Which Way the Wind Blows

If you want to know why Michigan continues to fall behind in the pursuit of green energy innovation, go back and read Ken Kolker's excellent investigative report in Sunday's Grand Rapids Press. But here's the short answer: uneducated citizens and idle politicians.

More than 700 wind turbines dot the skyline in Minnesota, according to Kolker's report. Illinois has 96, with some 640 on the drawing board or already under construction. So how many megawatt making wind mills are turning in Michigan, the 14th windiest state in the union? Three. Two in Mackinac City and one in Traverse City.

Not that energy entrepreuneurs aren't trying. There are preliminary plans for 90 wind turbines on Michigan's West Coast and separate plans for 32 turbines on the east side. Together, the two projects could generate enough clean energy to power tens of thousands of homes. They could also relieve Michigan's need to import coal, reduce energy costs, prevent Great Lakes pollution, and bolster the local farm economy.

"I want to be part of something we need in this country: renewable energy," farmer Eugene Kokx told the Grand Rapids Press. "Why not step and do your share. I want to be part of something new."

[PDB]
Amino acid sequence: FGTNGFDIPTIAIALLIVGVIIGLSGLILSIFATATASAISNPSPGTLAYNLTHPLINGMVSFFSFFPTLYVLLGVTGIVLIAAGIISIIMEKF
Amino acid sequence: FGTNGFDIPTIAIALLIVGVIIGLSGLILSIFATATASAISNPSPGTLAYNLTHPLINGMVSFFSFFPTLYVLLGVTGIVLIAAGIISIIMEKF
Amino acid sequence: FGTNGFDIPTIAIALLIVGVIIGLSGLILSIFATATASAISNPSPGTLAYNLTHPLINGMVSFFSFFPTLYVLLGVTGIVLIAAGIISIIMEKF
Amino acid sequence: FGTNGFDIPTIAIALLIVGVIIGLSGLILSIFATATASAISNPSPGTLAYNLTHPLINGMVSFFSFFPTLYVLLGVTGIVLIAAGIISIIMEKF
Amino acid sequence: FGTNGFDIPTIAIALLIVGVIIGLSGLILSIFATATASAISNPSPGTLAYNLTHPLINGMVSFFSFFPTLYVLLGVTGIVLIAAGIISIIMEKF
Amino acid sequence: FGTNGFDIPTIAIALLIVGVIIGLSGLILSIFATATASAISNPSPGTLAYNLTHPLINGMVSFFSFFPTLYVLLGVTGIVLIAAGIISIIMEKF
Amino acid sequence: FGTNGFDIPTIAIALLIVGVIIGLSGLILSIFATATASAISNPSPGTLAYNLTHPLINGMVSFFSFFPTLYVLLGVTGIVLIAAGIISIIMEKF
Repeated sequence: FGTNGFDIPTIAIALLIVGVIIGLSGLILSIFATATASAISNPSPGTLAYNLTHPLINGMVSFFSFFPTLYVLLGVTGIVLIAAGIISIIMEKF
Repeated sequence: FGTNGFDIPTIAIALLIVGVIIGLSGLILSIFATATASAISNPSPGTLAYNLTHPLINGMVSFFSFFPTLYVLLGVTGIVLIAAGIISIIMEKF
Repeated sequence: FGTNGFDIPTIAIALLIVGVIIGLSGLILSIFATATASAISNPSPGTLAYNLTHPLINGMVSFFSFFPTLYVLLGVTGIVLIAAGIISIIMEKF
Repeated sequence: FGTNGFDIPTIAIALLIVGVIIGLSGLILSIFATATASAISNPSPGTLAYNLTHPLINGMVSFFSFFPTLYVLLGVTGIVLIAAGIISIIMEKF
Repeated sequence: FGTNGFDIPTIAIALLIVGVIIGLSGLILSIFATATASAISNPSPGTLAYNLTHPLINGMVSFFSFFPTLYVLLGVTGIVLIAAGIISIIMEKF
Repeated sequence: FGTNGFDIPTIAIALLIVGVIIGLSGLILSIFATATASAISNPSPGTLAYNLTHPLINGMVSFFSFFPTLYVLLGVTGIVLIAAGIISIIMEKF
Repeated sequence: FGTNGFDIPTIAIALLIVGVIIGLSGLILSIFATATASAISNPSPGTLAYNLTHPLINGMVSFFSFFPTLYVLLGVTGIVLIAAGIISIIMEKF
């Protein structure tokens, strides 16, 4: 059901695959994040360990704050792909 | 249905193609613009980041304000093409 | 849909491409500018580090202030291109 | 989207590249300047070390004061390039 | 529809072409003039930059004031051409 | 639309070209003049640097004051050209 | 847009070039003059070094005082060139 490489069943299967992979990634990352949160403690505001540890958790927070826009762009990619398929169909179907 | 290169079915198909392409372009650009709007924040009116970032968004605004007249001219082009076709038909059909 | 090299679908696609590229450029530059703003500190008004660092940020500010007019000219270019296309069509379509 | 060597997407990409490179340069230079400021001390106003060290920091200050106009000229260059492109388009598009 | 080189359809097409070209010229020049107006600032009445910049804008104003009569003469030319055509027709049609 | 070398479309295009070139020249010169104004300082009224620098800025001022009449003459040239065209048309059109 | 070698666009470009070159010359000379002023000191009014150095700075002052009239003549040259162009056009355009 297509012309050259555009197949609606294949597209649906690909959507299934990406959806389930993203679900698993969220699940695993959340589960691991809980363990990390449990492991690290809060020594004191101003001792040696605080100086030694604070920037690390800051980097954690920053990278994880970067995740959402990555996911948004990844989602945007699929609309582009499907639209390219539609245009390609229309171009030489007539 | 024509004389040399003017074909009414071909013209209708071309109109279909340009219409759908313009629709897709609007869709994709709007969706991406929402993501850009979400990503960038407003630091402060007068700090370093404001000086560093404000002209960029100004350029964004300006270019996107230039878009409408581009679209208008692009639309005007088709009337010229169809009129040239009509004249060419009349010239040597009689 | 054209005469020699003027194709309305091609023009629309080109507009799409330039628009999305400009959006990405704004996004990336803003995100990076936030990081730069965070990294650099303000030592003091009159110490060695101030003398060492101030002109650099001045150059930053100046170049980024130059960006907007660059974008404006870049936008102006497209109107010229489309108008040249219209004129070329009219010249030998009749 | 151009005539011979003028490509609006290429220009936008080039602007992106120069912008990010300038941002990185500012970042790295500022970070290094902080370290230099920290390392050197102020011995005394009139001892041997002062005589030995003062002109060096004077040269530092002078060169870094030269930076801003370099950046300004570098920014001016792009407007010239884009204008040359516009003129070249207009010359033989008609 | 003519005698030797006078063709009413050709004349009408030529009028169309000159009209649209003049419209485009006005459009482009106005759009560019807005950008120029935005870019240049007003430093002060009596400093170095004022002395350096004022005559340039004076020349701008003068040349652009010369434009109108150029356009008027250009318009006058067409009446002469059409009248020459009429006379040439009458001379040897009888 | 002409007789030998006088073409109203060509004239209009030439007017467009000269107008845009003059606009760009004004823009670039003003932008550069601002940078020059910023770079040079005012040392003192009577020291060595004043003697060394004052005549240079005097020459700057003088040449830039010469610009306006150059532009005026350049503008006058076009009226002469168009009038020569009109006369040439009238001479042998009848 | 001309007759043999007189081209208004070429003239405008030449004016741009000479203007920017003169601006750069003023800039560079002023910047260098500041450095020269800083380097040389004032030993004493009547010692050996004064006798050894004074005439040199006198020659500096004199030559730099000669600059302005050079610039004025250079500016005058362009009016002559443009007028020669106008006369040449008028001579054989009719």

But the naysayers argue the machines will kill birds, make noise, and erode property values. The experience in states like Illinois, Texas, and California doesn't back the misinformation. Still, they've fought the energy projects tirelessly in town halls around the state.

And state lawmakers - despite plenty of rhetoric about energy independence, climate change, and going green - have yet to take any real action and enact a modern energy policy that paves the way for wind, solar, and other alternatives.

Michigan Democrats reportedly will introduce today a proposal to boost green power. It isn't the first plan. And it probably won't be the last.